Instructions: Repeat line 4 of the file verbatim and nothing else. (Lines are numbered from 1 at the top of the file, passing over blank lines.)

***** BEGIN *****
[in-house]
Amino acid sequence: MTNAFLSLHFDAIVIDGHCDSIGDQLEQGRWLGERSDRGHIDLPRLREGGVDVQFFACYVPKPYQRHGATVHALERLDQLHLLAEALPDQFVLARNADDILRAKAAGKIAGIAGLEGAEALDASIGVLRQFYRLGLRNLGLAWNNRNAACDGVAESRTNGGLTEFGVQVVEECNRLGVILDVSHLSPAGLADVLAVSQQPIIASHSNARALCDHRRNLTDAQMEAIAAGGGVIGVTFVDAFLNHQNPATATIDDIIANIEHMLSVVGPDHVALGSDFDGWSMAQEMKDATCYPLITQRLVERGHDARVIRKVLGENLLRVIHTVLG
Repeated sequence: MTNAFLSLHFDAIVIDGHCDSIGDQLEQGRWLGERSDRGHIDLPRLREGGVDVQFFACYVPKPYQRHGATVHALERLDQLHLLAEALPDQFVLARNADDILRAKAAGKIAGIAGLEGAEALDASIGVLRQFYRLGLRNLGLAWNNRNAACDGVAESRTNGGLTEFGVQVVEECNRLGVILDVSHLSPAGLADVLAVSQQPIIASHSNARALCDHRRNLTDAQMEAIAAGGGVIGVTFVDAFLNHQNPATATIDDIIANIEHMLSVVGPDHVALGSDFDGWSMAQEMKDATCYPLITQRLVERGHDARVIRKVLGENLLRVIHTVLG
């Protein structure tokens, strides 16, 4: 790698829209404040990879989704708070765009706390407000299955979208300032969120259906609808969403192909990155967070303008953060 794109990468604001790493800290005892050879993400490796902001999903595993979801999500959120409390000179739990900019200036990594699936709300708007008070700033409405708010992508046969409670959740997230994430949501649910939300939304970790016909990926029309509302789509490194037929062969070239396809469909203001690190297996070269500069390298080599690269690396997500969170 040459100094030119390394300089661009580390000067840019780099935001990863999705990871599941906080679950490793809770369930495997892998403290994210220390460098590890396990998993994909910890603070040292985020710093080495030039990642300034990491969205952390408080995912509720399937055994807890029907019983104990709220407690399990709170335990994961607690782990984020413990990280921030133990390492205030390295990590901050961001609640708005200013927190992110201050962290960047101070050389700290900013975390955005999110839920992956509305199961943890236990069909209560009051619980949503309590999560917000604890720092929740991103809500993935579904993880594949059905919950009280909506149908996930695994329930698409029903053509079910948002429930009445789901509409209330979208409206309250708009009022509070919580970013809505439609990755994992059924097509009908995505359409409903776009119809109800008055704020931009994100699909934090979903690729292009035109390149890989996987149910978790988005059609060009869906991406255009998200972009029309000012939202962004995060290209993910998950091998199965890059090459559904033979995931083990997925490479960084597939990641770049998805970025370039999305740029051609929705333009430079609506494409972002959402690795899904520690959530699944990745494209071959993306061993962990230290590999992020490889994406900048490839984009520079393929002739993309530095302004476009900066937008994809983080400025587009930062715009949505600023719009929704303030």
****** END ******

């Protein structure tokens, strides 16, 4: 790698829209404040990879989704708070765009706390407000299955979208300032969120259906609808969403192909990155967070303008953060 794109990468604001790493800290005892050879993400490796902001999903595993979801999500959120409390000179739990900019200036990594699936709300708007008070700033409405708010992508046969409670959740997230994430949501649910939300939304970790016909990926029309509302789509490194037929062969070239396809469909203001690190297996070269500069390298080599690269690396997500969170 040459100094030119390394300089661009580390000067840019780099935001990863999705990871599941906080679950490793809770369930495997892998403290994210220390460098590890396990998993994909910890603070040292985020710093080495030039990642300034990491969205952390408080995912509720399937055994807890029907019983104990709220407690399990709170335990994961607690782990984020413990990280921030133990390492205030390295990590901050961001609640708005200013927190992110201050962290960047101070050389700290900013975390955005999110839920992956509305199961943890236990069909209560009051619980949503309590999560917000604890720092929740991103809500993935579904993880594949059905919950009280909506149908996930695994329930698409029903053509079910948002429930009445789901509409209330979208409206309250708009009022509070919580970013809505439609990755994992059924097509009908995505359409409903776009119809109800008055704020931009994100699909934090979903690729292009035109390149890989996987149910978790988005059609060009869906991406255009998200972009029309000012939202962004995060290209993910998950091998199965890059090459559904033979995931083990997925490479960084597939990641770049998805970025370039999305740029051609929705333009430079609506494409972002959402690795899904520690959530699944990745494209071959993306061993962990230290590999992020490889994406900048490839984009520079393929002739993309530095302004476009900066937008994809983080400025587009930062715009949505600023719009929704303030």